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Renville County Farmer
P.O.Box 98
Mohall


 ND Public Notices
 Mohall City
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 Renville County

Keeping The Youth In Our Communities Safe
STUDY FINDS DISTRACTIONS FAR MORE COMMON IN TEEN CRASHES THAN PREVIOUSLY REPORTED

Foundation for Traffic Safety
takes unprecedented look into
causes of teen crashes

The most comprehensive research ever conducted into crash videos of teen drivers has found significant evidence that distracted driving is likely much more serious a problem than previously known, according to the AAA Foundation for Traffic Safety. The unprecedented video analysis finds distraction was a factor in nearly 6 out of 10 moderate-to-severe teen crashes -- four times as many as official estimates based on police reports.

Researchers analyzed the six seconds leading up to a crash in nearly 1,700 videos of teen drivers taken from in-vehicle event recorders. The results showed distraction was a factor in 58 percent of all crashes studied; including 89 percent of road-departure crashes and 76 percent of rear-end crashes. NHTSA previously has estimated distraction is a factor in only 14 percent of all teen driver crashes.

“Access to crash videos has allowed us to better understand the moments leading up to a vehicle impact in a way that was previously impossible,” said Peter Kissinger, President and CEO of the AAA Foundation for Traffic Safety. “The in-depth analysis provides indisputable evidence that teen drivers are distracted in a much greater percentage of crashes than we previously realized.”

The most common forms of distraction leading up to a crash by a teen driver included:
• Interacting with one or more passengers: 15 percent of crashes.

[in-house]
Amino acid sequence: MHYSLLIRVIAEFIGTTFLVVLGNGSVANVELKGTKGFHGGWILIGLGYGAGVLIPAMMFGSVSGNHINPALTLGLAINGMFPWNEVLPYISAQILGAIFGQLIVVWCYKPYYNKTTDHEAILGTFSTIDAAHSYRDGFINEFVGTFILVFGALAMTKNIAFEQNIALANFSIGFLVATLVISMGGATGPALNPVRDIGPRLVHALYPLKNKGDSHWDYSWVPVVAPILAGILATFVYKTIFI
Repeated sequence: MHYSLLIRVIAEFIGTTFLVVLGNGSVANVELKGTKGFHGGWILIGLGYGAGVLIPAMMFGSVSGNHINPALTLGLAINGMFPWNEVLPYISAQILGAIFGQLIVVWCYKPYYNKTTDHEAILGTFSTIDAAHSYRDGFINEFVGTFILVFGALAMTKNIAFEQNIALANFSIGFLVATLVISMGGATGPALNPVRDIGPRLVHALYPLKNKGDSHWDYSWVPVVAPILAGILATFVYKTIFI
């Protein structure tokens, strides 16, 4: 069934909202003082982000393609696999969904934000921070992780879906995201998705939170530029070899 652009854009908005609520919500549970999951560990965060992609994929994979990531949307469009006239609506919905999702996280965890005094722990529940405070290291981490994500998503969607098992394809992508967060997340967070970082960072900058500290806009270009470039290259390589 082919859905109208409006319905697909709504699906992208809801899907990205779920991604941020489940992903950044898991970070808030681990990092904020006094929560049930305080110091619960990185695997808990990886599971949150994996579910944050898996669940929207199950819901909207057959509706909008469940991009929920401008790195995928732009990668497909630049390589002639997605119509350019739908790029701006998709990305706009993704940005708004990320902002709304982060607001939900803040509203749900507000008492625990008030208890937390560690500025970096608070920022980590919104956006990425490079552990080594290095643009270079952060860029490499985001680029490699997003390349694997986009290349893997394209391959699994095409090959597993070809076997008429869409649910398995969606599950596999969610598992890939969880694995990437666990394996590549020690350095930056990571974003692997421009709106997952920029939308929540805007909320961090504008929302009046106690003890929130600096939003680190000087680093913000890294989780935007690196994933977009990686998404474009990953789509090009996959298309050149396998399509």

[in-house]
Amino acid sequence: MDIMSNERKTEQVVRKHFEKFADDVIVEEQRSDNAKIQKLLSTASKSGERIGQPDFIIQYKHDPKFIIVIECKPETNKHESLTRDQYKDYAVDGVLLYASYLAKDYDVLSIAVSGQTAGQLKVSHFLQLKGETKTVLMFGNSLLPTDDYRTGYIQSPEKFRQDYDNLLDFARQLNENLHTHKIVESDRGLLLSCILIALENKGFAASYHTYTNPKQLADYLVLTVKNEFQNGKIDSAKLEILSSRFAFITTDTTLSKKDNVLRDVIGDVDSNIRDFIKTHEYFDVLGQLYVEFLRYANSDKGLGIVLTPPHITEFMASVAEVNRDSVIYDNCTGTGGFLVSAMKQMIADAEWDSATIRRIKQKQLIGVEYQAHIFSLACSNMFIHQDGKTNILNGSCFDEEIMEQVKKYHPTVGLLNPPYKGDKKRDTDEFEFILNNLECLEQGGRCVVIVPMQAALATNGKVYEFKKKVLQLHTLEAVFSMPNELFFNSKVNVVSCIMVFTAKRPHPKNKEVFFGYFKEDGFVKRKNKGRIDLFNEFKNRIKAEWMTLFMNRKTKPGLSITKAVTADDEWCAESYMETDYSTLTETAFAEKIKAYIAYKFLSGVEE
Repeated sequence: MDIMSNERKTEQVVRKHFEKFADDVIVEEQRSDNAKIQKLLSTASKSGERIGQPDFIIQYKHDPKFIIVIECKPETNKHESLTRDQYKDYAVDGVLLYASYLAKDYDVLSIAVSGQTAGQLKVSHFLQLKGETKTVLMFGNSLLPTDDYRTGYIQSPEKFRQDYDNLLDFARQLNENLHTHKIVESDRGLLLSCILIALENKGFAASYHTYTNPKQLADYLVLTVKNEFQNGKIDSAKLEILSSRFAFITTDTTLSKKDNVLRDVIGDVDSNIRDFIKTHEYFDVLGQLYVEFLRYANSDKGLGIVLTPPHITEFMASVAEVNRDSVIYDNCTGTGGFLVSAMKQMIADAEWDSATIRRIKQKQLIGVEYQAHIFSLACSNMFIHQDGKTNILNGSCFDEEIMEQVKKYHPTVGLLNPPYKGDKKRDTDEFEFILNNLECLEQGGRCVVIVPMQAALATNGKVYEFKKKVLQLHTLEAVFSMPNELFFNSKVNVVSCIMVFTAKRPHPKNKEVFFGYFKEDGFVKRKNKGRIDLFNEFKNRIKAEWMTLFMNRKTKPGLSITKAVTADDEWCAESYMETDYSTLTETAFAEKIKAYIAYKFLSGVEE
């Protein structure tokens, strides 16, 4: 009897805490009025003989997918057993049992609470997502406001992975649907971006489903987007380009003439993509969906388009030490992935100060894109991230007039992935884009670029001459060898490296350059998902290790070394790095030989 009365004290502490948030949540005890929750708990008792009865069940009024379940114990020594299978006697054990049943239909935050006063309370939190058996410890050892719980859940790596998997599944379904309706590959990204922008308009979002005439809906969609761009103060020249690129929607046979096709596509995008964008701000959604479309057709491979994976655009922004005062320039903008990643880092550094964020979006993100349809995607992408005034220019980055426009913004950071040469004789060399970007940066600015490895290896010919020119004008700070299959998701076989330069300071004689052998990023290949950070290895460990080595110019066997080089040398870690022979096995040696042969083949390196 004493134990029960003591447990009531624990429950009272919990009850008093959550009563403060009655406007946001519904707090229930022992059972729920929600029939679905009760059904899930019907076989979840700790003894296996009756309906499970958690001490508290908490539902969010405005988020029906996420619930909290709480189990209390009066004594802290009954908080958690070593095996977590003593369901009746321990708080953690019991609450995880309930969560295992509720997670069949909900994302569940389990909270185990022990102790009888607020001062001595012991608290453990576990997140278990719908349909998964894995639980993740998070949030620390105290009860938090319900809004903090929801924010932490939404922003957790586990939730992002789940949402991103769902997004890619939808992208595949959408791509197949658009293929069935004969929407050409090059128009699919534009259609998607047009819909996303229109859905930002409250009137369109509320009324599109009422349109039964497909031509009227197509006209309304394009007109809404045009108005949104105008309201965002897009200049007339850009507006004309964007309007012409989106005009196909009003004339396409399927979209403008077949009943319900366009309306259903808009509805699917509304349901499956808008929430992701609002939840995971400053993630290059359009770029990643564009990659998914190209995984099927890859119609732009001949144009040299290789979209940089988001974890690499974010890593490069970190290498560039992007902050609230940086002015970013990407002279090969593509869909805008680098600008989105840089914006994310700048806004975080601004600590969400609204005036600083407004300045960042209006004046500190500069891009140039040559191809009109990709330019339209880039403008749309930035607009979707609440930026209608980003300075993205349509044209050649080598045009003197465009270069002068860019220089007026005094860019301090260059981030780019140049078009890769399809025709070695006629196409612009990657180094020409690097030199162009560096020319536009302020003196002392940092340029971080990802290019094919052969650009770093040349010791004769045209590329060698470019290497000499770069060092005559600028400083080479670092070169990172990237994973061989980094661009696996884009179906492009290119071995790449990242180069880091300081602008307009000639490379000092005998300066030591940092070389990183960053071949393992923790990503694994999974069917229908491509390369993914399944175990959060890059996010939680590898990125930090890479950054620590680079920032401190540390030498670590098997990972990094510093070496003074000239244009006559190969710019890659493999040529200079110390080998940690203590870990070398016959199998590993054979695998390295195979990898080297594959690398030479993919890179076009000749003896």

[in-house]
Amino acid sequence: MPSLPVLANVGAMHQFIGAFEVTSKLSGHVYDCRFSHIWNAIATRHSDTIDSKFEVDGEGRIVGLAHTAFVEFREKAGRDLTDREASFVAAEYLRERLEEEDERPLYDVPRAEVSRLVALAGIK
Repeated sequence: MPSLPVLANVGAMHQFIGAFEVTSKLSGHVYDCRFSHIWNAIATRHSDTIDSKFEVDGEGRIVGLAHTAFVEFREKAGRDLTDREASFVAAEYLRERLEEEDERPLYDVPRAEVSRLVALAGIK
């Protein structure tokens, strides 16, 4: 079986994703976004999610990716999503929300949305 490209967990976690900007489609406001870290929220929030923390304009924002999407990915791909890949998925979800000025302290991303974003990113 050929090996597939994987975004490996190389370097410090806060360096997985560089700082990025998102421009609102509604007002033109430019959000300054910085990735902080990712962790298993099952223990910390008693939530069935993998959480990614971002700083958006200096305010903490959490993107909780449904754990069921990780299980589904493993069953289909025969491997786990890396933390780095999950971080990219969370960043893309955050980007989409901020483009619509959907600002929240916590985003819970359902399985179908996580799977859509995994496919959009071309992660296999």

• Cell phone use: 12 percent of crashes.
• Looking at something in the vehicle: 10 percent of crashes.
• Looking at something outside the vehicle: 9 percent of crashes.
• Singing/moving to music: 8 percent of crashes.
• Grooming: 6 percent of crashes.
• Reaching for an object: 6 percent of crashes.

“Perhaps not surprising, passenger distractions and cell phones were the most common forms of distraction identified in the study. Both factors well known to increase crash risk for teen drivers,” said Gene LaDoucer, spokesman for AAA – The Auto Club Group in North Dakota.

Researchers found drivers manipulating their cell phone (includes calling, texting, or other uses), had their eyes off the road for an average of 4.1 out of the final six seconds leading up to a crash. The researchers also measured reaction times in rear-end crashes and found teen drivers using a cell phone failed to react more than half of the time before the impact, meaning they crashed without braking or steering.

“This study shows how important it is for states to enact and enforce graduated driver licensing and for parents to stress and model distraction-free driving,” continued LaDoucer. “While North Dakota prohibits cell phone use by drivers under age 18, the state doesn’t limit the number of passengers of newly licensed teen drivers. AAA recommends restricting passengers to one non-family member for the first six months of driving.”

Graduated driver licensing (GDL) laws allow new drivers to gain practical experience in a relatively safe environment by restricting their exposure to risky situations. Thirty-three states have laws that prevent cell phone use for teens and 18 states have passenger restrictions meeting AAA’s recommendations.

Parents play a critical role in preventing distracted driving. AAA recommends that parents teach teens about the dangers of cell phone use and restrict passengers during the learning-to-drive process. Before parents begin practice driving with teens, they should create a parent-teen driving agreement that includes strict ground rules related to distraction. For more information, visit TeenDriving.AAA.com.

Teens have the highest crash rate of any group in the United States. About 963,000 drivers age 16 to 19 were involved in police-reported crashes in 2013, which is the most recent year of available data. These crashes resulted in 383,000 injuries and 2,865 deaths.

The full research report is available on the Foundation’s website. The Foundation partnered with researchers at the University of Iowa to conduct this study.





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